Here’s a question I have regarding the death of Jesus:
How is God able to sacrifice His Son when He specifically forbade Israel from offering human sacrifices?
I’m referring to the prohibition against child sacrifices in the Hebrew Scriptures:
“When you come into the land that the Lord your God is giving you, you shall not learn to follow the abominable practices of those nations. There shall not be found among you anyone who burns his son or his daughter as an offering, anyone who practices divination or tells fortunes or interprets omens, or a sorcerer or a charmer or a medium or a necromancer or one who inquires of the dead, for whoever does these things is an abomination to the Lord. And because of these abominations the Lord your God is driving them out before you.”
(Deuteronomy 18:9-12; bold print mine.)
In Judges 11, Jephthah vows to sacrifice the first thing that walks through his door following a military victory; tragically, it’s his daughter, who ends up paying the price for his rash vow (see note below).
Israel eventually adopted this horrible practice, much to the dismay of her covenant King and the prophets He sent. (Jeremiah, for example, condemns this sacrifice in 7:30-34 of his book.)
I know the text specifies children, but I think I’m safe to assume that adults would have been protected, as well. (Children are probably specified because adults were bigger, stronger, and would have been helping make the sacrifice, anyway.)
So have at it. How is God able to offer Jesus without breaking His own commandment?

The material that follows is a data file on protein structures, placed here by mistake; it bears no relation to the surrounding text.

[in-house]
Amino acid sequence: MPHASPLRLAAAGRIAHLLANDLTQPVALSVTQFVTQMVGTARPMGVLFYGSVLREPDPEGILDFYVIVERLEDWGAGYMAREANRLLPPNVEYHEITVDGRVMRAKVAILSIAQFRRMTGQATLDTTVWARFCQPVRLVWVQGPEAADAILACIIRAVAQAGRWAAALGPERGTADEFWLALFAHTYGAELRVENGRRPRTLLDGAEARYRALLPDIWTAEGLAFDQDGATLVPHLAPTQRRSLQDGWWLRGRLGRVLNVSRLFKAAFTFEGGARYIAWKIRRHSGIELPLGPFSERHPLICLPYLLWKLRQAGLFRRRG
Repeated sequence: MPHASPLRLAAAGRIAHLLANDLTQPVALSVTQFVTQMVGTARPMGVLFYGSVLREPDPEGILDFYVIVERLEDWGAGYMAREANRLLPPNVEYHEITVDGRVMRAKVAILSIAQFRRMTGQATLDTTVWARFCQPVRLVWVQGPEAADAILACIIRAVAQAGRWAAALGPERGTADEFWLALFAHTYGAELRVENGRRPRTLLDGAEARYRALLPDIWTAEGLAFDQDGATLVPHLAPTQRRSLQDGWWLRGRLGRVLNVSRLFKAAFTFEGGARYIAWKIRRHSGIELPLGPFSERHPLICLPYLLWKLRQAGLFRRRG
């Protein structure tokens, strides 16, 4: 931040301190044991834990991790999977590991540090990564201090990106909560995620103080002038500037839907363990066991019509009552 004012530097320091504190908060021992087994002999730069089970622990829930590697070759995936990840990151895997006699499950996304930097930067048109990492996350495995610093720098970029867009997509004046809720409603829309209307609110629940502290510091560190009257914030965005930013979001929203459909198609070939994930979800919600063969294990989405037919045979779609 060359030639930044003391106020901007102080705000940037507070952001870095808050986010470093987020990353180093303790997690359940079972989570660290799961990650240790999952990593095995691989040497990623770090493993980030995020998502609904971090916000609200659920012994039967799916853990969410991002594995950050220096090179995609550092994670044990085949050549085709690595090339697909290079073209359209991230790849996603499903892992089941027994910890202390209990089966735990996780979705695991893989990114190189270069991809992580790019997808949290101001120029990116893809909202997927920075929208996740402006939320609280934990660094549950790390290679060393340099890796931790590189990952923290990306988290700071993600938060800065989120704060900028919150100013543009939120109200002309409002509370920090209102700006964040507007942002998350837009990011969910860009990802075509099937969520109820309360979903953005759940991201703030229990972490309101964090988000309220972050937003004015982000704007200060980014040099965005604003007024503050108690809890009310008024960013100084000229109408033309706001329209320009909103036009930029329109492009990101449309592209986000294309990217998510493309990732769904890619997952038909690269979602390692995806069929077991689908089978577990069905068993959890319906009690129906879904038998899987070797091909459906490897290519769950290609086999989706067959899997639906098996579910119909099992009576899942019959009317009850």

**By focusing on the sacrificial aspect of the cross, I don’t mean to ignore or downplay the significance of what else he accomplished, including disarming the powers of darkness and giving an example to be followed by his people. But the church also affirms that Jesus is our Passover (1 Cor. 5:7), the same event in which the blood of the animal was spread on people’s doorposts to save them from God’s punishment on Egypt.
Some people might argue that God endorsed the death of Jephthah’s daughter by pointing out that the text says the Spirit of the Lord was on Jephthah when he went to battle and thus, when he made his tragic vow. Two things:
First, it seems that the Spirit was on the man for the military victory. I think it’s a harder case to make that the same Spirit was prodding him to kill his little girl.
Second, Leviticus 5:4-6 provided a way for him to get out of that vow since it would lead to evil. Jephthah could offer a sacrifice for his sin to be forgiven (in this case, the sin of breaking an oath), but it would have been a small price to pay for his daughter’s life.